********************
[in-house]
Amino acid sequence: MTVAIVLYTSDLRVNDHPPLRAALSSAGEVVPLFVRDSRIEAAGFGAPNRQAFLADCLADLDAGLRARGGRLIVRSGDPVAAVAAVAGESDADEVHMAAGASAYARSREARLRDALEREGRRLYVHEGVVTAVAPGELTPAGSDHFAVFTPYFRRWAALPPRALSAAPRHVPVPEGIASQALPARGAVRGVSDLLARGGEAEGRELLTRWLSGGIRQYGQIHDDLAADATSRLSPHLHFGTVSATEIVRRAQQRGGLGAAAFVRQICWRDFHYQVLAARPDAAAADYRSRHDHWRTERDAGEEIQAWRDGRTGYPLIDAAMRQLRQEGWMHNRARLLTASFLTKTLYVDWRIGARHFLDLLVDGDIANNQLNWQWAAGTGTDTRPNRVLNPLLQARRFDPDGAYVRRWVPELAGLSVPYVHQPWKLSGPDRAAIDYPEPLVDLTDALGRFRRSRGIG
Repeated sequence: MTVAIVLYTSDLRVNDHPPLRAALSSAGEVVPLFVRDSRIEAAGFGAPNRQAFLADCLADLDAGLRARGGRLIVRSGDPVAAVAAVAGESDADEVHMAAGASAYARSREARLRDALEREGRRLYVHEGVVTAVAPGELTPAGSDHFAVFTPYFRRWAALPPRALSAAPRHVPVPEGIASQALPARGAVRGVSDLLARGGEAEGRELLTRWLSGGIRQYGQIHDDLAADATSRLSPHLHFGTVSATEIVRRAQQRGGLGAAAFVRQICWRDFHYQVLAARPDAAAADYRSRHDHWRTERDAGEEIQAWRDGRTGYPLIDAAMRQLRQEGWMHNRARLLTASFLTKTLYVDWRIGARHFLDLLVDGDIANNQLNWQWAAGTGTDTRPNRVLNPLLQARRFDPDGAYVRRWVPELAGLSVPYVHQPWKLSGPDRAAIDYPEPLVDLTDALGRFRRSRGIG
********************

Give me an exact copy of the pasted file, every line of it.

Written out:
[in-house]
Amino acid sequence: MTVAIVLYTSDLRVNDHPPLRAALSSAGEVVPLFVRDSRIEAAGFGAPNRQAFLADCLADLDAGLRARGGRLIVRSGDPVAAVAAVAGESDADEVHMAAGASAYARSREARLRDALEREGRRLYVHEGVVTAVAPGELTPAGSDHFAVFTPYFRRWAALPPRALSAAPRHVPVPEGIASQALPARGAVRGVSDLLARGGEAEGRELLTRWLSGGIRQYGQIHDDLAADATSRLSPHLHFGTVSATEIVRRAQQRGGLGAAAFVRQICWRDFHYQVLAARPDAAAADYRSRHDHWRTERDAGEEIQAWRDGRTGYPLIDAAMRQLRQEGWMHNRARLLTASFLTKTLYVDWRIGARHFLDLLVDGDIANNQLNWQWAAGTGTDTRPNRVLNPLLQARRFDPDGAYVRRWVPELAGLSVPYVHQPWKLSGPDRAAIDYPEPLVDLTDALGRFRRSRGIG
Repeated sequence: MTVAIVLYTSDLRVNDHPPLRAALSSAGEVVPLFVRDSRIEAAGFGAPNRQAFLADCLADLDAGLRARGGRLIVRSGDPVAAVAAVAGESDADEVHMAAGASAYARSREARLRDALEREGRRLYVHEGVVTAVAPGELTPAGSDHFAVFTPYFRRWAALPPRALSAAPRHVPVPEGIASQALPARGAVRGVSDLLARGGEAEGRELLTRWLSGGIRQYGQIHDDLAADATSRLSPHLHFGTVSATEIVRRAQQRGGLGAAAFVRQICWRDFHYQVLAARPDAAAADYRSRHDHWRTERDAGEEIQAWRDGRTGYPLIDAAMRQLRQEGWMHNRARLLTASFLTKTLYVDWRIGARHFLDLLVDGDIANNQLNWQWAAGTGTDTRPNRVLNPLLQARRFDPDGAYVRRWVPELAGLSVPYVHQPWKLSGPDRAAIDYPEPLVDLTDALGRFRRSRGIG